>Excruciatingly slow past couple of days in Metsland – if the Mets are going to sign Bengie Molina, they should have done it over the weekend so there’s something to talk about other than “the Kniesta Bowl.” Or to keep some idiot blogger from deciding to put up an poorly thought-out and intensely stupid ad on craigslist. Sorry about that if you found it to be – well whatever you found it to be. I also didn’t realize that even jokingly talking about leaving your team is a capital crime, putting it on par with regicide and terrorism. So then. My bad I guess.
Anyway, to illustrate the drag that is Metsland, did you see what yesterday’s posts on Metsblog.com were? One link dump, one about the X-man, one about the Brewers, and two about spring training. Which apparently cannot come soon enough – nothing is happening, and I’m not a Jets fan, so I got nothing.
So instead of trying to make some Mets news up, I’ll share a story about the time I sort of met Kenny G, the musician. For those of you unfamiliar with Kenny G, he’s a saxophonist who plays something kindly referred to as “smooth jazz” – the stuff played primarily in elevators and your dentist’s office while they drill directly into your skull. Soothing, utterly non-threatening music – the sonic equivalent of white bread and water. And some people like bread and water a lot – he’s sold millions of albums. But there are also countless critics who absolutely despise him and everything he stands for. Maybe it’s because he doesn’t play a cool looking saxophone like Clarence Clemmons – his saxophones are always bent straight so they look like less awesome instruments, almost like a recorder. Wikipedia states that he’s worked with Celine Deion, Michael Bolton, Whitney Houston, and DJ Jazzy Jeff and the Fresh Prince. Among others. So, yeah that’s all you really need to know about him right there. I always found Kenny G amusing, mainly because of the hair – he’s got a curly, yet controlled mane. Fascinating hair, like a tamed version of Slash.
Anyway, one day, I was wandering around the Borders in the Shops at Columbus Circle, I think trying to read as much of some Bill James book as possible without having to buy it. If you’ve never been there, this is a big enough Borders that sometimes authors and musicians come in to promote their products. Kenny G is one such act.
So I was in this Borders, completely unaware that Kenny G was also there, getting ready to play a set from his newest album. I was wandering back to the sports section, which is sort of in the back and off the the left, past the cds and dvds. I heard the faint sounds of a wind instrument from somewhere, but I ignored it and kept wandering the aisles. But the music kept up and got louder and louder as I got closer. Then I noticed the stage set up to the left, with a couple of tall conga drums and a big “Kenny G Here Tonight” sign, which explained the noise. I could still hear the saxophone warming up, like a ghost, always close but never appearing. Then I turned the corner into an aisle, and there stood the man himself – Kenny G, curly locks shining, lame looking saxophone in his mouth. Ten feet from me. And we stared at each other across the aisle, like two cowboys in an old western. It was such a bizarre sight and my brain was so befuddled by it that all I could do was laugh. And I did. I laughed at Kenny G while he was standing right there, which I guess could be construed as rude, but I didn’t mean it to be. These things just happen when one is confronted by the absurd.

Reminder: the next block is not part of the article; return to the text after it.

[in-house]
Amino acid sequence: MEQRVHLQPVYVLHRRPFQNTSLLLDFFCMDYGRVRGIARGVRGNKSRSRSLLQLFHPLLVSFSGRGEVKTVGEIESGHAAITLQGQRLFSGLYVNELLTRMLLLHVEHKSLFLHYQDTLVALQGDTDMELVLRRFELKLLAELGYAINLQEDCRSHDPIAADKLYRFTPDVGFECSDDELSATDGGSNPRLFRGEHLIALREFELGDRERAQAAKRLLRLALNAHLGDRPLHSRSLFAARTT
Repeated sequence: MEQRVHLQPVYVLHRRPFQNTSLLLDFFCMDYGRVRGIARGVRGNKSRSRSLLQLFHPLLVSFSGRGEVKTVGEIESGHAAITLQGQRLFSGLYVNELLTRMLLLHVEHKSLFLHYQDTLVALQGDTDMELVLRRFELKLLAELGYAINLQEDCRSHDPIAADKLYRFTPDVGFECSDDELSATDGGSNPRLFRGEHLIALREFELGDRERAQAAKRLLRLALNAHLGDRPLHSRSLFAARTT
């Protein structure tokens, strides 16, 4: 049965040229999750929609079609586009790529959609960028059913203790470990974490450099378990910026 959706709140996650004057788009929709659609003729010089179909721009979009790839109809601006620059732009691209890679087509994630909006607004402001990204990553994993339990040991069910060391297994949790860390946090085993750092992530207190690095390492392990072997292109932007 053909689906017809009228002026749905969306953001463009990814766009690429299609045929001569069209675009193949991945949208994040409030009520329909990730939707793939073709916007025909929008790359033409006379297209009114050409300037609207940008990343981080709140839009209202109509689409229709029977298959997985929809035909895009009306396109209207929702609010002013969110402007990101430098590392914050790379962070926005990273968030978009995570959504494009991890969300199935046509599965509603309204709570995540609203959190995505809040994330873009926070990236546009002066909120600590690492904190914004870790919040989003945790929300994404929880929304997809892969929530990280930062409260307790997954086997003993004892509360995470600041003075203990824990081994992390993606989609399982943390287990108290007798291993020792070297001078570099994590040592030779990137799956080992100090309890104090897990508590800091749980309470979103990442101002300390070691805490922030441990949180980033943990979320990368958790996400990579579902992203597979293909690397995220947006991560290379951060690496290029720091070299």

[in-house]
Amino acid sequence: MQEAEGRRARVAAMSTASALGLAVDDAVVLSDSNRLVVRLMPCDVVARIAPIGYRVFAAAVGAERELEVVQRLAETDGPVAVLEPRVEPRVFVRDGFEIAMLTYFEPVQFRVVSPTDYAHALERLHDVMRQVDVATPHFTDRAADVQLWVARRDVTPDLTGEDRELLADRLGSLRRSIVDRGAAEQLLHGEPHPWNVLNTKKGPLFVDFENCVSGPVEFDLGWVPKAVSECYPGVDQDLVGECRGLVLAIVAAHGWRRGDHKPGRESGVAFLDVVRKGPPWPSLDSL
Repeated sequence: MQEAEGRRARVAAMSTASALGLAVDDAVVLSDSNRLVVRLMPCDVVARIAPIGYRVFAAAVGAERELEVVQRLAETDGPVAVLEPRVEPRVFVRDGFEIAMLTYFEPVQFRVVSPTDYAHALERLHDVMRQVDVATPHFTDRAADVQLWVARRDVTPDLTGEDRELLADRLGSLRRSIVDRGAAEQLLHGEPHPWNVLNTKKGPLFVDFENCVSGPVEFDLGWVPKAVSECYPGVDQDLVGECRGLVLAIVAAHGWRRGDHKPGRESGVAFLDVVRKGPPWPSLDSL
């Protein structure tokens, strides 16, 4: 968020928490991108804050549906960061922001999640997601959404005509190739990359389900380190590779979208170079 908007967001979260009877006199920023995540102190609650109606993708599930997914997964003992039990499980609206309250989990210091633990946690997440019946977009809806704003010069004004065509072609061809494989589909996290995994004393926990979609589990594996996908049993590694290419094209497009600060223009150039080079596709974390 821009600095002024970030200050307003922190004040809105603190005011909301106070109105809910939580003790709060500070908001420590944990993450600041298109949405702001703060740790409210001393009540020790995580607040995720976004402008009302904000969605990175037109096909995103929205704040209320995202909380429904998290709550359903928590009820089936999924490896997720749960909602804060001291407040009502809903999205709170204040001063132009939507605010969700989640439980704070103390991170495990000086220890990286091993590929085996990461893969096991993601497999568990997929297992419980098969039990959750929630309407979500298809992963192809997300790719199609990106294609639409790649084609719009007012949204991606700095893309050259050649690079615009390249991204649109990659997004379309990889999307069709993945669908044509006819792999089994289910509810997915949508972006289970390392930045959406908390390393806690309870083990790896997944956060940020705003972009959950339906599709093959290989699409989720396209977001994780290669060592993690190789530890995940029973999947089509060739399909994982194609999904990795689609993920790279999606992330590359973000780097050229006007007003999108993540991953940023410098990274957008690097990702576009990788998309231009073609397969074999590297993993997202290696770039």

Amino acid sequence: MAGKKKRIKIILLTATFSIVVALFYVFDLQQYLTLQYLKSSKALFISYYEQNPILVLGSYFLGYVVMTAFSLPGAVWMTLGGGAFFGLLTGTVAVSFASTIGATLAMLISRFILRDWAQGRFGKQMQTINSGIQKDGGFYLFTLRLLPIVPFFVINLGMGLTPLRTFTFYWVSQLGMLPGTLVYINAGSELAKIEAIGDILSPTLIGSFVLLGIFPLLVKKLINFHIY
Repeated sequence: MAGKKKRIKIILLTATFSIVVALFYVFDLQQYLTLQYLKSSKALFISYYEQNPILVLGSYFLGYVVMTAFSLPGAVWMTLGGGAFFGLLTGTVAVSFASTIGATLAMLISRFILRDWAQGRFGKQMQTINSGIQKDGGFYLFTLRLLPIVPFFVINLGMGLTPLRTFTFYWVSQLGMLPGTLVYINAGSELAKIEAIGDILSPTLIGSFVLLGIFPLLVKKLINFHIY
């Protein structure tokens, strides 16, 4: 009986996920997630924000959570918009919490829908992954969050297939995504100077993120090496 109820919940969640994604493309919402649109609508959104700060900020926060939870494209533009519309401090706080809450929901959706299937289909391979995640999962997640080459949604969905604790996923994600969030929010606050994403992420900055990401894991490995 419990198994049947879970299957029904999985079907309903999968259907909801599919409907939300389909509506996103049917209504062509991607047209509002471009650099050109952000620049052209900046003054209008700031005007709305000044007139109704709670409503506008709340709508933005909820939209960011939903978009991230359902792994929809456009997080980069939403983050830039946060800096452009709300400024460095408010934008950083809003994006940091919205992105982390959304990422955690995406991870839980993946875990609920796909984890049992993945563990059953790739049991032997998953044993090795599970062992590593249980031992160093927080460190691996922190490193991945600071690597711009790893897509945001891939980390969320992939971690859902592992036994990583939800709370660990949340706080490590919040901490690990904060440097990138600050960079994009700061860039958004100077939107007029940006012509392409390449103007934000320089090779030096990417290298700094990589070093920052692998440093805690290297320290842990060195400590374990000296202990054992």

So I laughed. And all Kenny G did was smile and walk away, saxophone still in mouth. But the smile told me everything I ever need to know about him. With one look, he said to me, “Yeah, that’s right. I’m a hack, a sellout, whatever you think I am. Laugh it up. But you know what? One of us here is a millionaire, with a mansion and a plane” – and he actually does own a plane – “and everything you could ever want. And it’s not you.” It was the smuggest smile I’ve ever seen. Kenny G is completely aware of who he is, what people think of him, and is totally cool with all of it. He knows who he is and doesn’t give a crap about what I think or what his critics think or what the guy getting the root canal thinks because he’s happy. He just smiles and walks away.
That gave me some new respect for Kenny G. It’s fun to laugh at clowns – and Kenny G is no doubt, an absolute clown – but if the clown is the one flying off in his own plane with millions of your dollars, who is the joke really on?
So that’s my Kenny G story. Bet you didn’t see that coming on a purportedly Mets Blog, did you?
Please Mets, make some news. Please. Anything. Good, bad, whatever. I have maybe two stories, and that was one of them. Until something happens, here’s an awesome saxophonist at work, back when the Magic Rat drove his sleek machine over the Jersey State line: